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Habitat Islands

The Conservancy gives nature a head start in attracting wildlife to restored landscapes.

Acorns don’t fall far from the tree. Nor do seeds of Delaware’s native fruiting trees and shrubs. If nature is allowed to take its course, the seeds of trees like red maple and sweetgum get carried with the wind until landing and settling in for the long-term. But acorns and fruit seeds depend upon wildlife to move them to new locations such as abandoned farm fields.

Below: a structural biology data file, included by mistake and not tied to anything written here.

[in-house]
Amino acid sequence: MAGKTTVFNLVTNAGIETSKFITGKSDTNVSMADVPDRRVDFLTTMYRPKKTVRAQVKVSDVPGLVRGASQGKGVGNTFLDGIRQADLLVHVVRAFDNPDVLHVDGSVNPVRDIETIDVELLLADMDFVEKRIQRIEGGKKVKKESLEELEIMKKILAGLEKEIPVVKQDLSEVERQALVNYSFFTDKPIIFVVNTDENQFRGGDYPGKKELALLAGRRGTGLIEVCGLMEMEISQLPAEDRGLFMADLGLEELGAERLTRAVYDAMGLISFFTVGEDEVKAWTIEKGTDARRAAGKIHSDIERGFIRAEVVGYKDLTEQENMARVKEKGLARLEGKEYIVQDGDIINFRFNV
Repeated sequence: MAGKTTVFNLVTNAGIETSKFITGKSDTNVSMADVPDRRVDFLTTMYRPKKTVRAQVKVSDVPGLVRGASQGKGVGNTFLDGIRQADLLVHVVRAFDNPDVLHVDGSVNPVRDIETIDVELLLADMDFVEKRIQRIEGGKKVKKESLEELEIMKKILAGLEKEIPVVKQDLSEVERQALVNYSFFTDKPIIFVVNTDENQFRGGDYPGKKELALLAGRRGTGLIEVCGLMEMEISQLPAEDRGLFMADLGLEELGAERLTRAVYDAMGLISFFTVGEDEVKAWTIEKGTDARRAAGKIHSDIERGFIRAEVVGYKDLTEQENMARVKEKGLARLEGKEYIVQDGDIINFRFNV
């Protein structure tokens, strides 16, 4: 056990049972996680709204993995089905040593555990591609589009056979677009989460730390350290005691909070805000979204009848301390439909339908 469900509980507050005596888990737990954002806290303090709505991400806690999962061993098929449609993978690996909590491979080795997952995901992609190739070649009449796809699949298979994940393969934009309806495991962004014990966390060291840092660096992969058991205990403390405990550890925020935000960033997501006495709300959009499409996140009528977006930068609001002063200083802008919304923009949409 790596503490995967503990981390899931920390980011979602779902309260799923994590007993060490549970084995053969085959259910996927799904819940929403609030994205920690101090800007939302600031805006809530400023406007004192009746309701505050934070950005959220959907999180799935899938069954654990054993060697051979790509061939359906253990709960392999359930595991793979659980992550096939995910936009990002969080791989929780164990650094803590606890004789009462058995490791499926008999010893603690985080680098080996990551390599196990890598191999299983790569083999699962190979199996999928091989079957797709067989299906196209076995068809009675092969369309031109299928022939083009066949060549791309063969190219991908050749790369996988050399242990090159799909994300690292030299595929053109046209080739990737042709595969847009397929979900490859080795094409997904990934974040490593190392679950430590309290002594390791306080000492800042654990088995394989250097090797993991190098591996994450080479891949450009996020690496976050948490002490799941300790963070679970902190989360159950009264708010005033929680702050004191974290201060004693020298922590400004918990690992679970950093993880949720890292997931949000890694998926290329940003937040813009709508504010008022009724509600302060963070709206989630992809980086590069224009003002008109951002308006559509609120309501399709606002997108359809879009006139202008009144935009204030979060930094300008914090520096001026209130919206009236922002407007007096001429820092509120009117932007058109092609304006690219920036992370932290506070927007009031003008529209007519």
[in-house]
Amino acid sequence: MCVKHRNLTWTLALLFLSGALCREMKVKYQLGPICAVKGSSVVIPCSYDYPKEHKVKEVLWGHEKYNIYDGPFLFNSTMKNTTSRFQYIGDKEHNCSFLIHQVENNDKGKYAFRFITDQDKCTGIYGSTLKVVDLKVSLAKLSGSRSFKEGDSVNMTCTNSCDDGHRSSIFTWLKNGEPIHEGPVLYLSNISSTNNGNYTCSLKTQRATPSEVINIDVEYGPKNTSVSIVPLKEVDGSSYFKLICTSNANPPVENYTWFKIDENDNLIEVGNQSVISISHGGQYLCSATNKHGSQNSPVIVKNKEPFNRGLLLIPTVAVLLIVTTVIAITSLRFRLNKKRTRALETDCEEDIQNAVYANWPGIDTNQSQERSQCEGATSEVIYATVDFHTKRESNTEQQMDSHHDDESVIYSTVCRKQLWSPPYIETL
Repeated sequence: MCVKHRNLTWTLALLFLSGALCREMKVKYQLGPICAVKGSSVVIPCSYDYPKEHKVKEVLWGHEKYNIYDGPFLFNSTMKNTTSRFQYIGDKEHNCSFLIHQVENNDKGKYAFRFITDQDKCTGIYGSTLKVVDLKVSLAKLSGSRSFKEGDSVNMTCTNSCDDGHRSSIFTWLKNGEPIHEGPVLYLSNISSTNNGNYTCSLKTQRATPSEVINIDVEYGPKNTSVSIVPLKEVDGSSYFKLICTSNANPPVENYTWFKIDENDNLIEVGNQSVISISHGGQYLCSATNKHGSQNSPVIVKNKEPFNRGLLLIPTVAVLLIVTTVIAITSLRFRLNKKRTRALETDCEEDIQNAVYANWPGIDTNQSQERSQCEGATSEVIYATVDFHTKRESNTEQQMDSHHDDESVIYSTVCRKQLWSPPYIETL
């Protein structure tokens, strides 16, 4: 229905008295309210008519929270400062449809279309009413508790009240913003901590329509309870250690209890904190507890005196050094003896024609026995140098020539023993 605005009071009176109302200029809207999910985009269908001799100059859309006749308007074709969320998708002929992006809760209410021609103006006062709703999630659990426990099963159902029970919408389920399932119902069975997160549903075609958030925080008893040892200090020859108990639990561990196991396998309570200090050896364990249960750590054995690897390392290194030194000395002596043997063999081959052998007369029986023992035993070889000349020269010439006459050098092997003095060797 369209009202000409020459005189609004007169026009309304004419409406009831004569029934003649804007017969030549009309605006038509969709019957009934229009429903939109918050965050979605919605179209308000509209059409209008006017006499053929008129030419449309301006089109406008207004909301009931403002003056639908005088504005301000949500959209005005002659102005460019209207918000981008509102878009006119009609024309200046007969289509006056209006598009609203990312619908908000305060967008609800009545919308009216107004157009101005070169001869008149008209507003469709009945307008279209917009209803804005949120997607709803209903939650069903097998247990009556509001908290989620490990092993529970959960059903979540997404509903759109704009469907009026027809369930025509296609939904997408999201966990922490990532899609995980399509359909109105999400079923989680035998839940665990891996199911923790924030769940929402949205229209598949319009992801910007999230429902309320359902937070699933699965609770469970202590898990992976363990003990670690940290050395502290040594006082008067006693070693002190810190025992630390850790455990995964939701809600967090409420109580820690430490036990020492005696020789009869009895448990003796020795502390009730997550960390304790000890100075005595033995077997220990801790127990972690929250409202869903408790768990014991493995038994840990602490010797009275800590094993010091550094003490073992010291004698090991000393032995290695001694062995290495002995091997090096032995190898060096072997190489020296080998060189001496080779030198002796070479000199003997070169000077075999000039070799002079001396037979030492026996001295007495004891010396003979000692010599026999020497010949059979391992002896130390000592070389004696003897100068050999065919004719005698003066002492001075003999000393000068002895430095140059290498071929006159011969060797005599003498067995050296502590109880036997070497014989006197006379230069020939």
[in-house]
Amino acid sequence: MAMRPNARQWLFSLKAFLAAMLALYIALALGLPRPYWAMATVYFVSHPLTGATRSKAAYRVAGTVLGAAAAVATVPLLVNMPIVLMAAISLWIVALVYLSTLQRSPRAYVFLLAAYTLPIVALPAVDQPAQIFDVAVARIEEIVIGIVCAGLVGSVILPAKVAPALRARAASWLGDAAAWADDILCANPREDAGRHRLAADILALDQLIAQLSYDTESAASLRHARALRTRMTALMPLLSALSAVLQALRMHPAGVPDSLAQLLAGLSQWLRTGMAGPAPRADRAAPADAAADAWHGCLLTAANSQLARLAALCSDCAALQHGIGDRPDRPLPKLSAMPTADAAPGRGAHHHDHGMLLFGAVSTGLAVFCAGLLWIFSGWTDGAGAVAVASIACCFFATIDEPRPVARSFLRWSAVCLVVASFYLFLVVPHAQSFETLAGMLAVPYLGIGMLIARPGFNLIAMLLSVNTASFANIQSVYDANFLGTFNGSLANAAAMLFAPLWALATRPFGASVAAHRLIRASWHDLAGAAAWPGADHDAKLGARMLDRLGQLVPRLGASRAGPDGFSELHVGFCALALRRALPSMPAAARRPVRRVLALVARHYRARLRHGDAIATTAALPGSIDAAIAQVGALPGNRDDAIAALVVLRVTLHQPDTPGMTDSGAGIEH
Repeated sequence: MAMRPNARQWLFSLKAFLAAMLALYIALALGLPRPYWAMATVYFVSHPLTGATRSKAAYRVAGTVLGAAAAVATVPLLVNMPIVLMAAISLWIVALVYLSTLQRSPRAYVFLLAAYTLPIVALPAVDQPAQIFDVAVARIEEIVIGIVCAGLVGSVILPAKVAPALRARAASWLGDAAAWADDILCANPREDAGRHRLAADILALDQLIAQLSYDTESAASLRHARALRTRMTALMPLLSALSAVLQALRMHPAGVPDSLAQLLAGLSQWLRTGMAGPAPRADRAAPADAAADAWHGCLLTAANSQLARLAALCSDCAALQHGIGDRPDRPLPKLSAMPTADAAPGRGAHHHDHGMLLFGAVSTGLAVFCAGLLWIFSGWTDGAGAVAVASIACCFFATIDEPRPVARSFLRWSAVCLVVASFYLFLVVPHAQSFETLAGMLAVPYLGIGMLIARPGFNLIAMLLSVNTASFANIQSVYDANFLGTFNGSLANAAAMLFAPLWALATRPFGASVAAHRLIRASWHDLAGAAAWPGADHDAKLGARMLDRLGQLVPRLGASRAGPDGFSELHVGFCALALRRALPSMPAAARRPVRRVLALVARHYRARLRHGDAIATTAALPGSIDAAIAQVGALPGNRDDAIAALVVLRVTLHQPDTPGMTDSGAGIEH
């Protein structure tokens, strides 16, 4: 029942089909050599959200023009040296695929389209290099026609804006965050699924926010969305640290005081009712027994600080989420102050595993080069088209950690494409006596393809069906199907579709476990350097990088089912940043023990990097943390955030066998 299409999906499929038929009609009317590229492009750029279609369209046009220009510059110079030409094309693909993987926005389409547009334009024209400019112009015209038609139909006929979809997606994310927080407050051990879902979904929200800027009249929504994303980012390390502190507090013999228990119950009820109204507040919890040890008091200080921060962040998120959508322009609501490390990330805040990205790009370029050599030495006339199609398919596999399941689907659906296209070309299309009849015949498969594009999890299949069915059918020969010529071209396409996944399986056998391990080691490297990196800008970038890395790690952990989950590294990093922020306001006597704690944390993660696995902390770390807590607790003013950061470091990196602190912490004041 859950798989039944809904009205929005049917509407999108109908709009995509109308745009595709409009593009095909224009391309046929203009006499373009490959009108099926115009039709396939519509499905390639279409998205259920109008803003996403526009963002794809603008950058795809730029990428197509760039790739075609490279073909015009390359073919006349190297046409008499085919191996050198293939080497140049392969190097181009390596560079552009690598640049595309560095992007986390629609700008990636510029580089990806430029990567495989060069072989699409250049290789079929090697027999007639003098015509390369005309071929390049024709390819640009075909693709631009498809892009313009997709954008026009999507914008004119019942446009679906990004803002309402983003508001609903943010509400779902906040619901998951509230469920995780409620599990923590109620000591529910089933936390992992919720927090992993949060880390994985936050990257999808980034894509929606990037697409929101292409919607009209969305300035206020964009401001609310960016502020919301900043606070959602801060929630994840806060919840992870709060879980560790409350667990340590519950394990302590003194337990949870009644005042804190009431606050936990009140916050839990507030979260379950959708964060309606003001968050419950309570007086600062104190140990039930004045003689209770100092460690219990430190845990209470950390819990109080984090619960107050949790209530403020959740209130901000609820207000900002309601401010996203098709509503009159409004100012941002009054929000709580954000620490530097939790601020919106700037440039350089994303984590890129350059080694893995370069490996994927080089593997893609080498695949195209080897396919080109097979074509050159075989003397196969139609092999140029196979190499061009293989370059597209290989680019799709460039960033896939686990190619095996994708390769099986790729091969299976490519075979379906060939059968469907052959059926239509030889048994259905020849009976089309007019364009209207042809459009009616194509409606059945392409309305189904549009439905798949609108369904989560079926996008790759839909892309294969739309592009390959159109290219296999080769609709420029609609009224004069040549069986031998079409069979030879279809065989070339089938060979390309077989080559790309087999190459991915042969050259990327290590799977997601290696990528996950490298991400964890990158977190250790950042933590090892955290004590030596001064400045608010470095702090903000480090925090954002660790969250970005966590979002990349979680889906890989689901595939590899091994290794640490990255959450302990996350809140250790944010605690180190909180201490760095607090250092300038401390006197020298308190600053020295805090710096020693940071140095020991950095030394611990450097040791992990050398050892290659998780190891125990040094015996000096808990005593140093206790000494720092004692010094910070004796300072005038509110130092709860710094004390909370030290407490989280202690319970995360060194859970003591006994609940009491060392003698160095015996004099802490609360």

In technical terms, the process is called “succession.” However, many of our  disappearing species don’t have time to wait for former farm fields to transform into native trees and shrubs mature enough to provide food and shelter. Planting habitat islands accelerates this process. Once in place, these “instant habitats” attract the small mammals and birds that continue the process of succession by spreading native seeds in flight and through droppings.  






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